If there’s one thing you hear constantly in finance and investing, it’s stay liquid. That bit of advice is so common that most investors, from the smallest to the largest, tend not to question it. But what if it’s misleading or downright wrong?
Liquidity refers to how easily you can convert an investment into cash. A publicly listed stock like Proctor & Gamble can be sold at the push of a button – that’s quintessential liquidity. However, liquidating a real estate investment can take months, which means real estate is relatively illiquid. No one wants to be left holding an investment they can’t sell, so it seems to make good sense that everyone says stay liquid. And owning a portfolio of liquid securities like Proctor & Gamble is a great strategy if there’s someone who wants to buy what you want to sell and vice versa.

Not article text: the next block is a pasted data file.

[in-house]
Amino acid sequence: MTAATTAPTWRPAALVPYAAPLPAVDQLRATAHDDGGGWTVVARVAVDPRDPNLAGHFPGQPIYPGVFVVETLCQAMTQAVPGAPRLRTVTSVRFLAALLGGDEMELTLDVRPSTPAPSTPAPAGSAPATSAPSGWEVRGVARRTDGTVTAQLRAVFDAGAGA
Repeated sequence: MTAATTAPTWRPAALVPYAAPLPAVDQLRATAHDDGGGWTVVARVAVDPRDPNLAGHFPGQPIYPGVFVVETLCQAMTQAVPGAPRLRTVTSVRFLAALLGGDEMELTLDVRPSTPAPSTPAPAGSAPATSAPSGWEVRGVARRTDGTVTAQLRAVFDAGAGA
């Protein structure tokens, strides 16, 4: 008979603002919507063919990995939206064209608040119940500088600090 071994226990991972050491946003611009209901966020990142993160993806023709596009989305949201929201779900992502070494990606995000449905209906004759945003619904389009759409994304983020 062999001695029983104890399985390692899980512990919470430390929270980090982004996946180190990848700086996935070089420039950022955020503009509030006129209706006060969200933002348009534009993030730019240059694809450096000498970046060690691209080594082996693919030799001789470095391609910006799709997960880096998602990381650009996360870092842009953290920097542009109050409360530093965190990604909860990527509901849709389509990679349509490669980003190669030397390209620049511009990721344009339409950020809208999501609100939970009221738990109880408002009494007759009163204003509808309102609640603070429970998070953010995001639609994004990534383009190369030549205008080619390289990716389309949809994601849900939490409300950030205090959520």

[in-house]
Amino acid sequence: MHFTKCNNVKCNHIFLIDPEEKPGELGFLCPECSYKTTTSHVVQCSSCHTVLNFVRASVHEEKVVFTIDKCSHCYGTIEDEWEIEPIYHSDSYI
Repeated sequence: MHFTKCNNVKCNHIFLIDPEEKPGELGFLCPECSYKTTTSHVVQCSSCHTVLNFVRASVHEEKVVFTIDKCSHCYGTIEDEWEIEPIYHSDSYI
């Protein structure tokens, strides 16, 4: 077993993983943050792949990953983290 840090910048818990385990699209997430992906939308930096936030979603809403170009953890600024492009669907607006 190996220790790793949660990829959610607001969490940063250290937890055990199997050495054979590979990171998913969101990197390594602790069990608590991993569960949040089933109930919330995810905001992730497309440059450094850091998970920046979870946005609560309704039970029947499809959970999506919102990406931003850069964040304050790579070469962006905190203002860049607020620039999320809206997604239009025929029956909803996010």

But what happens when there isn’t a buyer for every seller?
When something unsettling hits the news, a critical mass of people gets scared and some buyers become sellers and some long-term investors start thinking short-term. Prices drop and as prices go south it scares others who become uneasy as they watch the market change. They, too, become sellers. Many of these people weren’t consciously aware that they had a stop, a number below which they would feel so scared or so threatened in their financial wellbeing that they would decide to sell. They may not have a stop consciously in mind, but they have it nonetheless. Therefore, when the price gets too low for them to tolerate, they sell. The point is that everyone has a stop, regardless of whether they know it or not.